IBM/Lenovo may recall SJU laptop batteries

Batteries from several models of the St. John’s student laptops may have been recalled by the laptops’ manufacturer, IBM corp./Lenovo Inc., the University announced on Friday.

The recall, which may affect some R52, R60 or T60 model laptops, though not any R40 or R50e models, is thought to be because of “a manufacturing defect of some type” that resulted in microscopic contaminants in the batteries that could cause them to short circuit, said Information Technology’s Executive Director of user services Ken Mahlmeister.

According to Joseph Tufano, the chief information officer, the University is currently awaiting word from IBM/Lenovo on whether any laptops will have to be serviced, and specifically which ones are affected by the recall.

“As soon as we receive confirmation, we will post the results on St. John’s Central and the [St. John’s] Web site,” Tufano said.
He added that if any students’ laptops do have the recalled batteries, the University will replace them free of charge. Administrators and faculty have also been notified of the problem.

Tufano said that although IBM/Lenovo originally only told St. John’s that certain model numbers may be affected, they have since been able to narrow down the problem to batteries manufactured on certain dates. Only those made on these certain dates are risks, and it is believed that few if any of those affected are on the St. John’s campus.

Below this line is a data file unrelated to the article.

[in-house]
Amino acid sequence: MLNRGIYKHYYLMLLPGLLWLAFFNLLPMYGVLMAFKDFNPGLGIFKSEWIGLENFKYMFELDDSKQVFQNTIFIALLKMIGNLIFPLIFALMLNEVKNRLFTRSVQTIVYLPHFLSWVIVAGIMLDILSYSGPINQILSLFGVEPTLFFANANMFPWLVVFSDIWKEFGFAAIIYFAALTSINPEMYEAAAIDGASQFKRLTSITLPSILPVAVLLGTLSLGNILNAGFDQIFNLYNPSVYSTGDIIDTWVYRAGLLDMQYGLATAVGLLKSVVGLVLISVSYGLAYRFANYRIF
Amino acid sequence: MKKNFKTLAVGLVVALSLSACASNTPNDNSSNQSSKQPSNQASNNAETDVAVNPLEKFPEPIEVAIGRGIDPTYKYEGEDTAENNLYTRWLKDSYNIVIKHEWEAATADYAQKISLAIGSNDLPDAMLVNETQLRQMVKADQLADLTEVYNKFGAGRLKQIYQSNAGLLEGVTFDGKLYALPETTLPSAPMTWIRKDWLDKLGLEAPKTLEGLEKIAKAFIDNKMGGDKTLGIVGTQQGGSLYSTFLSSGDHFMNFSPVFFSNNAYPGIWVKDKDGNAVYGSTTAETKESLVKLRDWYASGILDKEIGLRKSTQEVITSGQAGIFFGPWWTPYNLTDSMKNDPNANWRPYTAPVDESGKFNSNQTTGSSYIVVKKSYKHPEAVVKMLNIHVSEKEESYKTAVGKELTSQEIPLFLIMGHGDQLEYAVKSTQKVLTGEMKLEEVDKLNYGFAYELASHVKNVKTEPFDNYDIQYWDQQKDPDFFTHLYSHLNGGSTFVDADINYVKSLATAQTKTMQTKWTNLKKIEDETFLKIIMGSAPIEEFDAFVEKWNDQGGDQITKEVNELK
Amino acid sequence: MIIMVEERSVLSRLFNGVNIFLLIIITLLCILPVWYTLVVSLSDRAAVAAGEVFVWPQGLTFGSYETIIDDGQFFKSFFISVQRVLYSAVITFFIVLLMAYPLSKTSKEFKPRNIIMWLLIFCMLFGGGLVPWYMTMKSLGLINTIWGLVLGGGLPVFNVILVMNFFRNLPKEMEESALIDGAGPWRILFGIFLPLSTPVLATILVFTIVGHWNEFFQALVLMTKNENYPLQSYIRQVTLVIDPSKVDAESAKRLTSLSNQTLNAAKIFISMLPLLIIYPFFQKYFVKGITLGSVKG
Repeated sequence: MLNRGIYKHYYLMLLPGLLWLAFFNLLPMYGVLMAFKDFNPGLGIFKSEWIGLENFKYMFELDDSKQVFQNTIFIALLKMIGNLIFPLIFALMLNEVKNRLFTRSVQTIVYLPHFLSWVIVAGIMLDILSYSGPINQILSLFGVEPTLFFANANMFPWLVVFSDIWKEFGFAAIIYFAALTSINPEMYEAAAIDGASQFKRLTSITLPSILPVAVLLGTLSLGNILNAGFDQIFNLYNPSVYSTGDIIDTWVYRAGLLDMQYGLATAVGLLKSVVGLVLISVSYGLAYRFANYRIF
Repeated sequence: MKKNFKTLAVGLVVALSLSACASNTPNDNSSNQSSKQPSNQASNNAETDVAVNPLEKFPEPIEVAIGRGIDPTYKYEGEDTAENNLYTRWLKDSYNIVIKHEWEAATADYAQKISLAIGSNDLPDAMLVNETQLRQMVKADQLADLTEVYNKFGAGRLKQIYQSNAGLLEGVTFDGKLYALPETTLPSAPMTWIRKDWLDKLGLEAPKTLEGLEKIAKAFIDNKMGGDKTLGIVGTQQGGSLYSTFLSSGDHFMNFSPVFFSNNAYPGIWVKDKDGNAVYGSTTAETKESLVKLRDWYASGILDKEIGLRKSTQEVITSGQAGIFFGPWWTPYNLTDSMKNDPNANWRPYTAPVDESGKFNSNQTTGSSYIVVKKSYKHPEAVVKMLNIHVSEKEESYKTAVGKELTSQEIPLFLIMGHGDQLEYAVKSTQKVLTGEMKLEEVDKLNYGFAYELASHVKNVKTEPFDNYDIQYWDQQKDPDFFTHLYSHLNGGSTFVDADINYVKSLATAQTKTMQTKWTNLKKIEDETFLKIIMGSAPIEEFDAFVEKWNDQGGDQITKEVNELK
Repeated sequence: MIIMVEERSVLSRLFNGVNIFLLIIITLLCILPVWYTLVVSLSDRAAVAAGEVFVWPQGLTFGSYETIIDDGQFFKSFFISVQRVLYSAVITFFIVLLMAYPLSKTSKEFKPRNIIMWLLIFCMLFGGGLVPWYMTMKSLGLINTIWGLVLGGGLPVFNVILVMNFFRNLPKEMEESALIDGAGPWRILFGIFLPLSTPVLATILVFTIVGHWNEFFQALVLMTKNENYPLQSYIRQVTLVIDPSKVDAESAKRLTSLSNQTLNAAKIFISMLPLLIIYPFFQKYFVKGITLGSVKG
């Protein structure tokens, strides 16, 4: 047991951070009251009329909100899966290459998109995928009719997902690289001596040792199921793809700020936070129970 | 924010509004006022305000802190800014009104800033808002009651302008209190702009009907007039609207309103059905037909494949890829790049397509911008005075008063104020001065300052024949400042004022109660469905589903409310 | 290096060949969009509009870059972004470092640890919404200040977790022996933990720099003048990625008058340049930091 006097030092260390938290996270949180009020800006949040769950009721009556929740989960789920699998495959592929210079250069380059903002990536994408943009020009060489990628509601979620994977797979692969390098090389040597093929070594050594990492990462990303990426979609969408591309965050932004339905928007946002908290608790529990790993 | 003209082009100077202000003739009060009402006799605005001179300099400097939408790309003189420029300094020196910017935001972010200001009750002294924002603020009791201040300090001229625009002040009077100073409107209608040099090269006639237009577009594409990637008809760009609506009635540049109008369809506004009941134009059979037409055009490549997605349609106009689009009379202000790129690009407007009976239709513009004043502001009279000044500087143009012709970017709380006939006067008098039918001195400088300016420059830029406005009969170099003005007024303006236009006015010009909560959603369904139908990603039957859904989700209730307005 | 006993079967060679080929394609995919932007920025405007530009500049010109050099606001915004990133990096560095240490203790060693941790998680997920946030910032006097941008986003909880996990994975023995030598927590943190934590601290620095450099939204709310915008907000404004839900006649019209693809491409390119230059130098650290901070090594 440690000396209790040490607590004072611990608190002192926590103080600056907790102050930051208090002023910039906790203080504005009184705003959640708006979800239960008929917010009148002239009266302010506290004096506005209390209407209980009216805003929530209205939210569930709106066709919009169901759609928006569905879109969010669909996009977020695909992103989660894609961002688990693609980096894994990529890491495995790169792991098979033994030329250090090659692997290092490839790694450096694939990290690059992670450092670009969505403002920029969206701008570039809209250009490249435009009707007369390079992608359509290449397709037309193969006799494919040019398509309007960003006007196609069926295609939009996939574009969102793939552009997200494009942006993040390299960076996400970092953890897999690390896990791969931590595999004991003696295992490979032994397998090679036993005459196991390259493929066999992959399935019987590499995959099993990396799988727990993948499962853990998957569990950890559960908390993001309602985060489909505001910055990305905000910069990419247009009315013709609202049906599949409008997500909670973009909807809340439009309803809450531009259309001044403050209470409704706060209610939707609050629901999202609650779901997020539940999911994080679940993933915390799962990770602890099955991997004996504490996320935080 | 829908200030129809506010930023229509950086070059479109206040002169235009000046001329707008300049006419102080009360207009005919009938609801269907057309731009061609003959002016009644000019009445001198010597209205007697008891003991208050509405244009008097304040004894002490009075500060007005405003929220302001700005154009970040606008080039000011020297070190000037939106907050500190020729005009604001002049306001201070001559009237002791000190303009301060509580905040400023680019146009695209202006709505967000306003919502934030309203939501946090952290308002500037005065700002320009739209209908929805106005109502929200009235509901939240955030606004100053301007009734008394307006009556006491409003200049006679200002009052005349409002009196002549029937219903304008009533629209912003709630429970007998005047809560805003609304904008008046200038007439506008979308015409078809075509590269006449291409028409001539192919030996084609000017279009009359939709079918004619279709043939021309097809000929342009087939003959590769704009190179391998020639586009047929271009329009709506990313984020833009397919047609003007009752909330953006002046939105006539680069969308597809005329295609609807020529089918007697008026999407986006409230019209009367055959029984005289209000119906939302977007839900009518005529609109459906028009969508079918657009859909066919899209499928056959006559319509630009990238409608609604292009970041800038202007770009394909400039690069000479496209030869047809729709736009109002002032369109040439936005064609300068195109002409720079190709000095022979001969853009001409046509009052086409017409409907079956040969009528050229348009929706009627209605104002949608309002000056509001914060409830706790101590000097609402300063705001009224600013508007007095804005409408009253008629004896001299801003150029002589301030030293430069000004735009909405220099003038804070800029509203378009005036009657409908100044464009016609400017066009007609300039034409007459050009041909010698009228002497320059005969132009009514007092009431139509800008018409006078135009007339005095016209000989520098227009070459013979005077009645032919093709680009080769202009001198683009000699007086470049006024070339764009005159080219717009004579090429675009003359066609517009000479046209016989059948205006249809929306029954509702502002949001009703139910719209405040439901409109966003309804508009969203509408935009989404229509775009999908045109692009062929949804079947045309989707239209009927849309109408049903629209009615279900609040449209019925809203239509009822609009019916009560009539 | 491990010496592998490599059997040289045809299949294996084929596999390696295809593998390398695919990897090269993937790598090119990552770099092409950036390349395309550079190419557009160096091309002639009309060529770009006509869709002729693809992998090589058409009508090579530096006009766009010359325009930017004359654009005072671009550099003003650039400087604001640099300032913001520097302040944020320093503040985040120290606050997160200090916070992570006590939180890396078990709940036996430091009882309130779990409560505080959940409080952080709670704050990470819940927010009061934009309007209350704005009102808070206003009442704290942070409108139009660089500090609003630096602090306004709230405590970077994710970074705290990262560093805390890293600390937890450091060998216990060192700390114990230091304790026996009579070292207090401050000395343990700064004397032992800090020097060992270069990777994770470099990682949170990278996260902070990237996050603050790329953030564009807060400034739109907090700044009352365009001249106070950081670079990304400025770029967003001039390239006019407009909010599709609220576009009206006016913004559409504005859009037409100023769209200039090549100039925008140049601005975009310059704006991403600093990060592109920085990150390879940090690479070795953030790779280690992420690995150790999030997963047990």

“We’re hopeful that it’s a small problem,” Tufano said. “But it will be resolved no matter how big or small.”

Cindy Grossman, special assistant to the vice president in Student Affairs, echoed Tufano’s sentiment, saying “it looks like it will affect us minimally.”

St. John’s has been distributing IBM laptops to students since Sept. of 2003, when they were first given to the incoming freshman class, Tufano said. Since then, they have been given to every incoming class, and every year the machines have been upgraded.

“We renegotiate the contract [with the IBM Corporation] as needed,” Tufano said. “The current contract is a two-year contract that ends after this year… after that, we will negotiate a replacement contract.

“I think the ThinkPad is the best machine on the market [for college students],” he continued. “It’s the most robust, and [this year’s model] is the fourth generation of the machine that we’ve distributed.